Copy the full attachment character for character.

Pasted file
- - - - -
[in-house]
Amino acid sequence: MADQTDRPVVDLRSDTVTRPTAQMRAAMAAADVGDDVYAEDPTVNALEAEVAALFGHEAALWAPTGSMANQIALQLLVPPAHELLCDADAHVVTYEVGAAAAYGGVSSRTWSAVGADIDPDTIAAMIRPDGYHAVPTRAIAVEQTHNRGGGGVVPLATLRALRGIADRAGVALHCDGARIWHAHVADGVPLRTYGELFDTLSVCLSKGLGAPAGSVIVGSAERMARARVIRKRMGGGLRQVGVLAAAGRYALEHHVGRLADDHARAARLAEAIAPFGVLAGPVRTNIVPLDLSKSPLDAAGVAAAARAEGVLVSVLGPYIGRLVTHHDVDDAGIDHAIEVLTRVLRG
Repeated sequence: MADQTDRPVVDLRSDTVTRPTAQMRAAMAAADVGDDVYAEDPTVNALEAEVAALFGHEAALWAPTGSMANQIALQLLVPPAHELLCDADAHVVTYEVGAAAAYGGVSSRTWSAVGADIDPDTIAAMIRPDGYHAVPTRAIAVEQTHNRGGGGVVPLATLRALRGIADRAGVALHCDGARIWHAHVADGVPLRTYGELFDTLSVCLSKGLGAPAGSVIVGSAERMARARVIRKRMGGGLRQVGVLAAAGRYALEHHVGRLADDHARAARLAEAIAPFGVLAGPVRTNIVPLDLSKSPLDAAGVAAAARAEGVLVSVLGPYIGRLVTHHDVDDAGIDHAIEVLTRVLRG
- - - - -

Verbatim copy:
[in-house]
Amino acid sequence: MADQTDRPVVDLRSDTVTRPTAQMRAAMAAADVGDDVYAEDPTVNALEAEVAALFGHEAALWAPTGSMANQIALQLLVPPAHELLCDADAHVVTYEVGAAAAYGGVSSRTWSAVGADIDPDTIAAMIRPDGYHAVPTRAIAVEQTHNRGGGGVVPLATLRALRGIADRAGVALHCDGARIWHAHVADGVPLRTYGELFDTLSVCLSKGLGAPAGSVIVGSAERMARARVIRKRMGGGLRQVGVLAAAGRYALEHHVGRLADDHARAARLAEAIAPFGVLAGPVRTNIVPLDLSKSPLDAAGVAAAARAEGVLVSVLGPYIGRLVTHHDVDDAGIDHAIEVLTRVLRG
Repeated sequence: MADQTDRPVVDLRSDTVTRPTAQMRAAMAAADVGDDVYAEDPTVNALEAEVAALFGHEAALWAPTGSMANQIALQLLVPPAHELLCDADAHVVTYEVGAAAAYGGVSSRTWSAVGADIDPDTIAAMIRPDGYHAVPTRAIAVEQTHNRGGGGVVPLATLRALRGIADRAGVALHCDGARIWHAHVADGVPLRTYGELFDTLSVCLSKGLGAPAGSVIVGSAERMARARVIRKRMGGGLRQVGVLAAAGRYALEHHVGRLADDHARAARLAEAIAPFGVLAGPVRTNIVPLDLSKSPLDAAGVAAAARAEGVLVSVLGPYIGRLVTHHDVDDAGIDHAIEVLTRVLRG